Amorphous Nb2O5 phase and anatase are present in the samples of the LT series (Figures 3, 4). According to the argumentation above, this may explain the lower biocompatibility of sample TiNb165 than of TiNb600. Nevertheless, this explanation is questionable: the crystalline phases of TiNb600 and Ti600 are at least partially covered by an amorphous oxidic phase, according to AFM (Figure 4). The partial presence of an amorphous phase on the surface of sample TiNb600 observed in this study is in line with an analysis of its Raman spectrum [4].

The value of Ra correlates with the chemical composition of the samples of both the LT series and the HT series. The Ra values of Ti165 and Ti600 are systematically higher than the Ra values of the alloy samples (for numerical values, see Table 2). The correlation of this increase with the adhesion and proliferation of cells supports the idea that there is an optimal range of Ra values: it should not be too low (as observed for sample Nb165, see the discussion above), but it should be lower than for samples Ti165 and Ti600 (Figure 1). Nevertheless, a substantial increase in the Nrel(MG-63) of sample TiNb600 relative to the Nrel(MG-63) of sample TiNb165 (i.e. samples with close values of Ra) is not in line with this explanation. Moreover, the relative number of MG-63 cells on day 3 of the experiment is higher on the surface of sample Ti600 (1.51±0.14) than on the surface of sample Ti165 (1.00±0.29) (cf. Table 3). These effects cannot be related to the morphology and the roughness of the samples.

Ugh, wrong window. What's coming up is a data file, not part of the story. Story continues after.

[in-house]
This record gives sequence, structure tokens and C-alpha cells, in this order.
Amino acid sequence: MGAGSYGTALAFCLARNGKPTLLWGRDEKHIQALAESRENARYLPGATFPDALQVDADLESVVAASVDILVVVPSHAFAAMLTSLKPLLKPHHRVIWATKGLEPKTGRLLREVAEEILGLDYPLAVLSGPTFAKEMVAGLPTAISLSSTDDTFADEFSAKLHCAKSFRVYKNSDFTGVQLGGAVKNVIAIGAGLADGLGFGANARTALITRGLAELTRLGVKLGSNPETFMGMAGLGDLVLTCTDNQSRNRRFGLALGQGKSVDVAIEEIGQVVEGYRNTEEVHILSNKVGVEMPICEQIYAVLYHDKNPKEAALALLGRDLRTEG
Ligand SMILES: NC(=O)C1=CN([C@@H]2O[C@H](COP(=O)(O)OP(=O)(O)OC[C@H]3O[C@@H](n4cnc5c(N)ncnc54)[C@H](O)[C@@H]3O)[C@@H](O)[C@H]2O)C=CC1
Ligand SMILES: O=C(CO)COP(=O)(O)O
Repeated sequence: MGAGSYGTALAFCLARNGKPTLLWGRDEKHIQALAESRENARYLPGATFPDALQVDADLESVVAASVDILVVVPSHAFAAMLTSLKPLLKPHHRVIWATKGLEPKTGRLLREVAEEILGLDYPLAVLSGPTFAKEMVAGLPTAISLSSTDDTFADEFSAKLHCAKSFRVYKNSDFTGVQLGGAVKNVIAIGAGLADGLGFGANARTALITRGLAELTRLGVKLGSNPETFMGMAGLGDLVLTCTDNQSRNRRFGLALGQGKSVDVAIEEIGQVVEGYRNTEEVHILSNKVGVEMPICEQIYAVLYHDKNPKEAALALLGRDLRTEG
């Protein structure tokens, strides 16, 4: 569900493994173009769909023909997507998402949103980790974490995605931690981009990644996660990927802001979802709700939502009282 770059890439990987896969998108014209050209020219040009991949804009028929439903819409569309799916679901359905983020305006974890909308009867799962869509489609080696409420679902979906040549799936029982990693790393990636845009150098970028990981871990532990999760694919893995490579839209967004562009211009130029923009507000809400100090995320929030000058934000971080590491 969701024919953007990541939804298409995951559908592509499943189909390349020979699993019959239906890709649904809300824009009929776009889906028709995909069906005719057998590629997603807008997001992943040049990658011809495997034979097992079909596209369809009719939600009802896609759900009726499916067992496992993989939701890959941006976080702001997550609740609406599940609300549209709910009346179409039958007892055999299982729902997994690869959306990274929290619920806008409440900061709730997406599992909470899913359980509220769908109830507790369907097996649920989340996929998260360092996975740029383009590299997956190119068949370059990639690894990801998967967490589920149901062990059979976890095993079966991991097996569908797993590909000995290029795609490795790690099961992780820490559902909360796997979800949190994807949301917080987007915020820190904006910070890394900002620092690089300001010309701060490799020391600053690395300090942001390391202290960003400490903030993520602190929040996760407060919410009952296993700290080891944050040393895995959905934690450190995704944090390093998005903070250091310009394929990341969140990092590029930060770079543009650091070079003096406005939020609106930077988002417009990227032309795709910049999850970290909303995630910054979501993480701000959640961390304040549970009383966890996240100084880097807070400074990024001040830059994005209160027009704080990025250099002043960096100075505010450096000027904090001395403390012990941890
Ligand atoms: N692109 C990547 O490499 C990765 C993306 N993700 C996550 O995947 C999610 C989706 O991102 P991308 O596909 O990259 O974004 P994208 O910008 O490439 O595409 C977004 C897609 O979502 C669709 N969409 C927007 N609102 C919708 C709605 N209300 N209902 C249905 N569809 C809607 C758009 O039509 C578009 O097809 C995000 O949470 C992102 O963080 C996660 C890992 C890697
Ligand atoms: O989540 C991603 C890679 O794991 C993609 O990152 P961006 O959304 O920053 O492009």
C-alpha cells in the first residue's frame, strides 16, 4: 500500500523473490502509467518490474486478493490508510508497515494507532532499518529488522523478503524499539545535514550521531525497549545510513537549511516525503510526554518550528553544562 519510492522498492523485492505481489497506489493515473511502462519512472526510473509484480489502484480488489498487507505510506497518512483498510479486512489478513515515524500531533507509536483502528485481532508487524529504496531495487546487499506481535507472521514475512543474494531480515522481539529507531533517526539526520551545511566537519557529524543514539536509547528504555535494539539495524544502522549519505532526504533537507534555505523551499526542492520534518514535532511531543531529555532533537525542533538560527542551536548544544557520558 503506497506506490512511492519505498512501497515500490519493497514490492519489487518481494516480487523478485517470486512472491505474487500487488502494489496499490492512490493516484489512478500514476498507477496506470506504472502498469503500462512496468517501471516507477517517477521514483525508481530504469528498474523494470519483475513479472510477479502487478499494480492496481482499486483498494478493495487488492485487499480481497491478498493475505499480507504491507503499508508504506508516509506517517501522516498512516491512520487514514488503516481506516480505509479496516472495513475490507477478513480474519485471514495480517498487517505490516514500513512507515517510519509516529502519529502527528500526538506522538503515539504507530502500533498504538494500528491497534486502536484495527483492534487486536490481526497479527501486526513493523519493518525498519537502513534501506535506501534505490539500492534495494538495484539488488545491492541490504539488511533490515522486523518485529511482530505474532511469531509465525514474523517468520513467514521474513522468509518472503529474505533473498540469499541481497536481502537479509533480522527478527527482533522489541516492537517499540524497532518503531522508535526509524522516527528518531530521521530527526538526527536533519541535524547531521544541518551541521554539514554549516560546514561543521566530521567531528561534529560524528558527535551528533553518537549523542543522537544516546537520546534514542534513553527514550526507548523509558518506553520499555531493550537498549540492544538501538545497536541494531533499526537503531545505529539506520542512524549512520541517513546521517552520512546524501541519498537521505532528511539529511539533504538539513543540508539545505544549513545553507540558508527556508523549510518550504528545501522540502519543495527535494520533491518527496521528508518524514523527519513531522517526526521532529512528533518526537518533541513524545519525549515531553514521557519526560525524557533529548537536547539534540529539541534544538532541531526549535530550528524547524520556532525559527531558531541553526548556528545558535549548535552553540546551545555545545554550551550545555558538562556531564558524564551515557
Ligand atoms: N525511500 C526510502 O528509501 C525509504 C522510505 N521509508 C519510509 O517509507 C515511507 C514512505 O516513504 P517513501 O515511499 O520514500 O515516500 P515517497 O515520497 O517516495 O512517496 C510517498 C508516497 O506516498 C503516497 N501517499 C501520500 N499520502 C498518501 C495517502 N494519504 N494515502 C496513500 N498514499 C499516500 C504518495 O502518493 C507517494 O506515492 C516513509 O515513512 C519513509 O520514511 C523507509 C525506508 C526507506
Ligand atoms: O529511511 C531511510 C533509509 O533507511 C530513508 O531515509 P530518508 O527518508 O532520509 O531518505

Role of the surface charge of the material in cell colonization

Positively and negatively charged sites are present in non-equivalent concentrations on the oxidized surfaces of the Ti, Nb and TiNb samples at physiological conditions [4], [6]. Their distribution on the surface creates a net charge, which is measurable as the ζ-potential [30]. The net charge can be tuned by chemical modification of the surface.

Beneficial effects of both a positive net charge and a negative net charge of artificial materials on the colonization of their surfaces by cells have been admitted (for a review, see [26]). For example, positively-charged Ti surfaces supported the adhesion of fibroblasts more than uncharged Ti [31] and also enhanced the formation of apatite, i.e. an important component of the bone matrix [32]. Similarly, in comparison with uncharged surfaces, the negatively charged surfaces increased the attachment of osteoblasts and fibroblasts to hydrogels [33] or the production of glycosaminoglycans in chondrocytes cultured on hydrogels [34].